Local contractors offer to demolish Tavern Building free of charge


By Matt Clevenger

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TROY — A local group of German Baptist contractors has offered to dismantle the controversial Tavern Building located on West Main Street free of charge, if the court decides to allow demolition of the building to proceed.

“We don’t have a dog in the fight,” Gerry Wagoner, owner of WRI Applications LLC said. “We just care about the community, and maybe providing a unique solution to a unique problem.”

Other contractors involved in the proposal include J Crane, D.A. Bowman Construction, Fisher and others, Wagoner said.

“It’s a serious offer from serious contractors,” he said. “We had about 100 people who had verbally committed to helping, if we would just be able to get clearance to do it.”

“There’s just a lot of credible people around here who are willing to provide a volunteer solution,” Wagoner said. “We wouldn’t be paid for it; most of us have our own liability insurance and worker’s compensation.”

According to Wagoner, the idea for the offer started a few months ago, after a conversation he had with a friend who had been forced to detour around the road closing on West Main Street with a trailer.

“That’s what brought the topic up,” Wagoner said. “We said, what would it look like if a bunch of German Baptist contractors volunteered to just dismantle the building, as a grassroots community effort?”

The offer depends on the outcome of current legal disputes involving the Tavern Building, Wagoner said.

“It may not happen, but it’s kind of a neat idea,” he said

Damaged by tornadoes in 2020, the building is currently the subject of a court case filed by neighboring property owners and involving a local organization, the Troy Historic Preservation Alliance (THPA), seeking to block the building’s demolition.

The THPA declined to comment for this story.

The contractors have discussed the offer with the building’s owner, Randy Kimmel, and Troy Mayor Robin Oda, Wagoner said.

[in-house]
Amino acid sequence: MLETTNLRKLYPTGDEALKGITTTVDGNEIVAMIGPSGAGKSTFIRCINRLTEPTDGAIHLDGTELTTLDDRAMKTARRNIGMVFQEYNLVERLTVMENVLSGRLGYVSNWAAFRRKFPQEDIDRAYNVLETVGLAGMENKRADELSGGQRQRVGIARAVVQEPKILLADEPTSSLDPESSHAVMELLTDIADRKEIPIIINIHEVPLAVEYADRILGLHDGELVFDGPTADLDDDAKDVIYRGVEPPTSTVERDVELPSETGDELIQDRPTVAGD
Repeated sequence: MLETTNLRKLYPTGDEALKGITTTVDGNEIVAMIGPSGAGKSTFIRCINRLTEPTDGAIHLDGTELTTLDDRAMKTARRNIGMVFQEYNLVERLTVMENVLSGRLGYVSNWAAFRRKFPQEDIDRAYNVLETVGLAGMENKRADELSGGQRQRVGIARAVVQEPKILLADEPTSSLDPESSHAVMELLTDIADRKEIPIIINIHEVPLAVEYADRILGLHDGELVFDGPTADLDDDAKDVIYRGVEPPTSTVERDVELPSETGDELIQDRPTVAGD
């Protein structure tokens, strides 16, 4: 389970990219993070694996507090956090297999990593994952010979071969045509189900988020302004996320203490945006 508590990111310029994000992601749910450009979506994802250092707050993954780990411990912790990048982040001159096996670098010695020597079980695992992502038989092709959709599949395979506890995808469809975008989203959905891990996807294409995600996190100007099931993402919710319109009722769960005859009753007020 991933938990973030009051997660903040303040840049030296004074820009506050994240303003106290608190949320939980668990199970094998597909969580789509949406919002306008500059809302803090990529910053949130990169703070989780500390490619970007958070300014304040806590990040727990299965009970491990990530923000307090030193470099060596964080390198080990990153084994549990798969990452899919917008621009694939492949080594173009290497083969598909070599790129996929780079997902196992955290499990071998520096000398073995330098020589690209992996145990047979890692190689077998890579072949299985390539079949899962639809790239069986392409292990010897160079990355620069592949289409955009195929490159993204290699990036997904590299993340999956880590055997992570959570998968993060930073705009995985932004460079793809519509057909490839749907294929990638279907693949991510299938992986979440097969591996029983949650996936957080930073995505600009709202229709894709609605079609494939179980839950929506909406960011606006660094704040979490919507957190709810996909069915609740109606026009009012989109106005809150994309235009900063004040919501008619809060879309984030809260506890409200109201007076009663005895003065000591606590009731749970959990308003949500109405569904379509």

“I posted it on the Troy Facebook page a couple of weeks ago,” Wagoner said. “People were really excited about it. It got the attention of Robin Oda, the mayor; she reached out to me. I met with her last Tuesday.”

Attorneys representing Randy Kimmel declined to comment for this story. Oda confirmed that she met with Wagner, but declined to comment on the court cases involving the Tavern Building.

“It continues to be tied up in court,” she said.

“It’s kind of like a barn-raising in reverse,” Wagoner said of the group’s proposal. “I don’t think it would take as long as everybody thinks. Worst case scenario, which allows for weather, I would say a week and a half; best case, probably a week or maybe even less.”

“It’s not really as big as you think,” he said of the Tavern Building, noting that his company installed the roof on the Kettering Tower Building in Dayton. “In order to do it safely and efficiently, you just do it brick-by-brick; it’s fairly simple.”

“From what I’ve seen, there’s almost like an emotional determination to save it when it’s not worth saving,” Wagoner said. “That’s what happens, I think, when people’s pride gets involved. They’re determined to win at any cost, and then the cost begins to be written to the community, they end up paying the price.”

“I think shutting the road off, however painful, was probably the best approach, and it should motivate people to find a solution,” he said. “Would it collapse on them? Probably not, but you can’t guarantee that it wouldn’t.”

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